“It has been my dream to work for Disney as a career, and so to be able to hear somebody pretty high up in the company will be a great experience,” Leavitt said. “I think it is great that he is coming to BYU, and I know our whole club is pretty excited to hear from him.”
Leavitt said there are about 50 active Disney History Club members. Leavitt said the purpose of the club is to give BYU students who love everything Disney a place to go on campus and connect with others. It originally began as a place for students to ask questions regarding the Disney College Program, but now the club is home to “anybody who wants to have fun and who loves Disney to come and socialize.”
Leavitt worked at Florida’s Disney World in 2012 as part of the Disney College Program. He was an attractions host in Fantasyland, working “Peter Pan’s Flight” and “It’s a Small World.” He also helped open a new area in the Magic Kingdom called New Fantasyland, where he worked at Enchanted Tales with Belle from “Beauty and the Beast.”
Leavitt currently holds a seasonal position at Disney World, and he flies back every few months to pick up shifts.
“I absolutely loved my college program,” he said. “I knew that I wanted to work for the Walt Disney Company as a career and the Disney College Program is hopefully going to be a stepping stone into a career after I graduate. It was one of the best experiences of my life.”
Freshman Ashley Barlow said the Disney History Club helps her stay motivated and gives her a place to let her “Disney flag fly.”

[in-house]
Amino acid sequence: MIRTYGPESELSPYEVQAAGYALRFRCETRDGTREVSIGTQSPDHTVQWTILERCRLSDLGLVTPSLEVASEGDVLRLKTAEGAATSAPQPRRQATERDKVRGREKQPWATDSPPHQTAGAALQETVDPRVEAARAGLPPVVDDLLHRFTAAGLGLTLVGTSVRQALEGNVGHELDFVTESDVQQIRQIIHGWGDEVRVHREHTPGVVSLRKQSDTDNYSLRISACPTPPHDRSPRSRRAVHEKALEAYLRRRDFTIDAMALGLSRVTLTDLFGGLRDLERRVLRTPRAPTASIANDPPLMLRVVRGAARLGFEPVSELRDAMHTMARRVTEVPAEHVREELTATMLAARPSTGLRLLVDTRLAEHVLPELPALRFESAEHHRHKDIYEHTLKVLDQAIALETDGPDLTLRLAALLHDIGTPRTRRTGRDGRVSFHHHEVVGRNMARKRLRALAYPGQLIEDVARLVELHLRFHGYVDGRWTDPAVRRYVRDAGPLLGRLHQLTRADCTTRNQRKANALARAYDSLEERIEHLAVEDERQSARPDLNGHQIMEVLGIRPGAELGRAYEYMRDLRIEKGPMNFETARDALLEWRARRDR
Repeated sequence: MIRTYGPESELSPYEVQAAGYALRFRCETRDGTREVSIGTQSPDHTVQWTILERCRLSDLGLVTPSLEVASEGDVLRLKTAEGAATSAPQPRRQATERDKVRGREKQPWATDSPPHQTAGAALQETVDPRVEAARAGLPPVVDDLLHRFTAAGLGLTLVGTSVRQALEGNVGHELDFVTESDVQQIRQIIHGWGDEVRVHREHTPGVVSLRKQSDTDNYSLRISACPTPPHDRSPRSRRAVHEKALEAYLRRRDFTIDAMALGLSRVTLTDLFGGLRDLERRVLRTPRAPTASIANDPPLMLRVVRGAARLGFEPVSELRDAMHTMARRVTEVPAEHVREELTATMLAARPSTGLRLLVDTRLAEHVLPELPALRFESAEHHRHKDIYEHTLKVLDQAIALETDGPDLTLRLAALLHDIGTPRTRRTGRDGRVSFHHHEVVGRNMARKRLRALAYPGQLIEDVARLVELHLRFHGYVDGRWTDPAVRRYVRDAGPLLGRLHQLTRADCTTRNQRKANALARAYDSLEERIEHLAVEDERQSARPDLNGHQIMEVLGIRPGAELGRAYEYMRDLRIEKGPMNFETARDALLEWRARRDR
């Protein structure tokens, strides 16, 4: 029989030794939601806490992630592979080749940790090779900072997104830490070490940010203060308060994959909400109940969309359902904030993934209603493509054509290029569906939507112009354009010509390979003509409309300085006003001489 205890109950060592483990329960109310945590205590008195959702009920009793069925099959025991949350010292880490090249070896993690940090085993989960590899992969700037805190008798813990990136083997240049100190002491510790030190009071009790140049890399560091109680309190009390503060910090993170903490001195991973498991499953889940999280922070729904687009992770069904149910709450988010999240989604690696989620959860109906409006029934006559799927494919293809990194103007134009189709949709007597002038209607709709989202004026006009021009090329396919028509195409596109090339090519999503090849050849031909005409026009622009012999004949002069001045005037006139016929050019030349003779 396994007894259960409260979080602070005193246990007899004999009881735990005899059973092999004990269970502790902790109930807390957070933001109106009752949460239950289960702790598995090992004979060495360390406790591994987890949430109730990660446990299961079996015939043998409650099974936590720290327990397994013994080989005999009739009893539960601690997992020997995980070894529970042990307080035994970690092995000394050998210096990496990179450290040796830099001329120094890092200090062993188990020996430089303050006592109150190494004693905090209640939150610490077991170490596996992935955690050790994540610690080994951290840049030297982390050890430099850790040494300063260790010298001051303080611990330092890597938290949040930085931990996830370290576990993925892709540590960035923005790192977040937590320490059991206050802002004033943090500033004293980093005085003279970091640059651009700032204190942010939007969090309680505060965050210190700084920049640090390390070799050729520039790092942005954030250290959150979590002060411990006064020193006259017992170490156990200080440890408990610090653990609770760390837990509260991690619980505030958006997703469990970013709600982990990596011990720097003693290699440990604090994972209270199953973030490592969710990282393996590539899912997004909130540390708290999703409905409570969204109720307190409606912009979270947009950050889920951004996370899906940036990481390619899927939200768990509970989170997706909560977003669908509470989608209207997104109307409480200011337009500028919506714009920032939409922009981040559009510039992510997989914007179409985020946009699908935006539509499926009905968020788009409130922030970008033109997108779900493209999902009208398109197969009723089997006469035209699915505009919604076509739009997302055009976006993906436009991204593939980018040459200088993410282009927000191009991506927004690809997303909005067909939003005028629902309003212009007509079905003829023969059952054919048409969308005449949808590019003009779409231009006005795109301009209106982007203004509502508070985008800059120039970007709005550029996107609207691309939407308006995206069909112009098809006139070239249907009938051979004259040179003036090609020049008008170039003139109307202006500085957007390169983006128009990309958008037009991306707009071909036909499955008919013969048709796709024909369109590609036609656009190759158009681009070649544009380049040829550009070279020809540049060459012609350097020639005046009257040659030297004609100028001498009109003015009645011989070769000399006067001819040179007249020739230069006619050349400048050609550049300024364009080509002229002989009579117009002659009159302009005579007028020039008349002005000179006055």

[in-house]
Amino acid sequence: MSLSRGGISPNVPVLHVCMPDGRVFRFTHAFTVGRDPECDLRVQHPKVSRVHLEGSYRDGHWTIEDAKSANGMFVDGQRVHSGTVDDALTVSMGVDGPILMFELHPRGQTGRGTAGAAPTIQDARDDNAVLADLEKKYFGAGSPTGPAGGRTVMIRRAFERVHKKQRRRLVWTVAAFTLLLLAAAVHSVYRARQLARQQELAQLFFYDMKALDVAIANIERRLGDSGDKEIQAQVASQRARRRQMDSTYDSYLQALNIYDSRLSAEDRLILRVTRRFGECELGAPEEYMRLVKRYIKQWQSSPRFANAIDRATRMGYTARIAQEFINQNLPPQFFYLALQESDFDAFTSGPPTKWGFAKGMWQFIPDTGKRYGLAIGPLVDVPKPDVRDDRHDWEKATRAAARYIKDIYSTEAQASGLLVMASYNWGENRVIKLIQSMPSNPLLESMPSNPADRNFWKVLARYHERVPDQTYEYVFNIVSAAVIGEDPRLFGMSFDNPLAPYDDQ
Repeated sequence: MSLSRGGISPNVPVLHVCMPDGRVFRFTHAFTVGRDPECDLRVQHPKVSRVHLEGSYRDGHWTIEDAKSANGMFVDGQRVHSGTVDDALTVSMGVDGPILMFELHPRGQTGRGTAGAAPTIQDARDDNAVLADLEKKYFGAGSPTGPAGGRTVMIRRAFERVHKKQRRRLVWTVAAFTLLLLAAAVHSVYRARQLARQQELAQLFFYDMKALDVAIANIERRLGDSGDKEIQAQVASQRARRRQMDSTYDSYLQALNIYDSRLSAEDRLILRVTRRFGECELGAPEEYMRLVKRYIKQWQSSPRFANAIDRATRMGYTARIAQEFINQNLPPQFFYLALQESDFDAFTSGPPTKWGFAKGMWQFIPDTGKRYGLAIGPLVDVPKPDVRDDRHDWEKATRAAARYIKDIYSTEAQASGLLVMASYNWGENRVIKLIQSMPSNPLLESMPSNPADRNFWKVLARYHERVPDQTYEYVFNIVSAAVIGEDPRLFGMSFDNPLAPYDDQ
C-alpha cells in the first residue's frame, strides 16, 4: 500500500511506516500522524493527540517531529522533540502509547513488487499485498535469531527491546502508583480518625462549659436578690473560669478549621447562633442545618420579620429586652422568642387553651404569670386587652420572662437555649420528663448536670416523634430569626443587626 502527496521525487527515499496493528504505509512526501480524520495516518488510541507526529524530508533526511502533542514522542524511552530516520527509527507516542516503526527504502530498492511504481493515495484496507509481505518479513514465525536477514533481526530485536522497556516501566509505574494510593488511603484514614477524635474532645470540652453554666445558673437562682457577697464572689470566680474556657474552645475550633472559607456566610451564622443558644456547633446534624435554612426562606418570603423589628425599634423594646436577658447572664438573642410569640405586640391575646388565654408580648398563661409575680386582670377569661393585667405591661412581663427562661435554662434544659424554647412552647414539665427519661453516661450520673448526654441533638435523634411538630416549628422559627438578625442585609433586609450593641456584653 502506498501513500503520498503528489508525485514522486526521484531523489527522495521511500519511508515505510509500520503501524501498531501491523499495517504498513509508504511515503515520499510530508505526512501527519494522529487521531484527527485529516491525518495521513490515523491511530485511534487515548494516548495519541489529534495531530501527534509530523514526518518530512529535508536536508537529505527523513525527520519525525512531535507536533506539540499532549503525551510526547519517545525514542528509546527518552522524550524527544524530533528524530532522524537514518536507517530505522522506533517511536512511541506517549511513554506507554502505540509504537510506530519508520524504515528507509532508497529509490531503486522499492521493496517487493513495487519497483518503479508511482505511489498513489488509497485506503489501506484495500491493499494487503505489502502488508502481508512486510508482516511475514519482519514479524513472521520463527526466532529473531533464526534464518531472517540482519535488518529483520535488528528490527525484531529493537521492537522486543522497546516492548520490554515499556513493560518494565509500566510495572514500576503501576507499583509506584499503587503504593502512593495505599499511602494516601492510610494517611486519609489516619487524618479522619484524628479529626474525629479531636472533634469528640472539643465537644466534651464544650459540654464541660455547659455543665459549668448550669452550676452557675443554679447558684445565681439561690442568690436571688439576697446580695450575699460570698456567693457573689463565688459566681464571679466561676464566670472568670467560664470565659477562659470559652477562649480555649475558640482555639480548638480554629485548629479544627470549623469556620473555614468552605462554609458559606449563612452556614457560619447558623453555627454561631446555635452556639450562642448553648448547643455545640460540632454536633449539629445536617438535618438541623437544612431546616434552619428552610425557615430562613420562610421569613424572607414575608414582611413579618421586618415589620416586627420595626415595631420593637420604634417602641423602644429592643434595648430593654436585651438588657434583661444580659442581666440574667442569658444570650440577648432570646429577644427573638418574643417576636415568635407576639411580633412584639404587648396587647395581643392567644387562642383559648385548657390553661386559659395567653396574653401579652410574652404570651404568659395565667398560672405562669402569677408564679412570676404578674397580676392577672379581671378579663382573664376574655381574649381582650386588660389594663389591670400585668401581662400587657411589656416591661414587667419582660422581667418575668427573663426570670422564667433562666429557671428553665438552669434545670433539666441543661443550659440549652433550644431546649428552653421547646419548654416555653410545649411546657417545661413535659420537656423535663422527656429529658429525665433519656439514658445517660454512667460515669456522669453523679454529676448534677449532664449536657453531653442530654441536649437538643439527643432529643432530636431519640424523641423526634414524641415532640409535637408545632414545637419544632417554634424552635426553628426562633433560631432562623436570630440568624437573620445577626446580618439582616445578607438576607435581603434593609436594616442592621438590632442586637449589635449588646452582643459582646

Student Rachel Felt said Disney motivates her to keep going even when things are incredibly hard. “It (Disney) uplifts me in ways not very many other things can,” Felt said.
Evans said each person has his or her own “Disney story,” whether it was the first time “blowing dust off a VCR and popping in a Disney VHS” or the first trip to Disneyland or Disney World.
He believes Disney is an inspiration and key motivator in his life. Evans said Disney teaches him the value of pursuing dreams and having dreams in the first place. He has learned lessons of faith, hope and perseverance.
“And I’m not just gleaning these lessons from Disney’s lineup of princesses,” he said. “Many of these lessons I have found from the men behind the mouse, so to speak, in Disney’s incredible history, in the fantastic legacy that has been forged and continues to develop by Walt’s team of true pioneers.”
The Disney History Club meets Tuesday nights at 8:30 p.m. in WSC 3211. The next event is an Animation Night on Feb. 3, where club officers will give instructions on how to draw Disney characters.
Jonny Quest is a BYU media arts major who hopes to attend Harvard graduate school to earn a joint degree in business and law. He wants to be the future CEO of The Walt Disney Company. His wife is a journalism major and aspires to work for ESPN, which is owned by Disney, as on-air talent.
Quest is the Disney History Club historian. He said BYU and Disney correlate because they “share quite a few of the same values and moral standards. For example, honesty, integrity and treating others with respect.”
Quest said there are students who hope to be animators and work for The Walt Disney Studios, so hearing Catmull speak is an excellent opportunity to hear advice.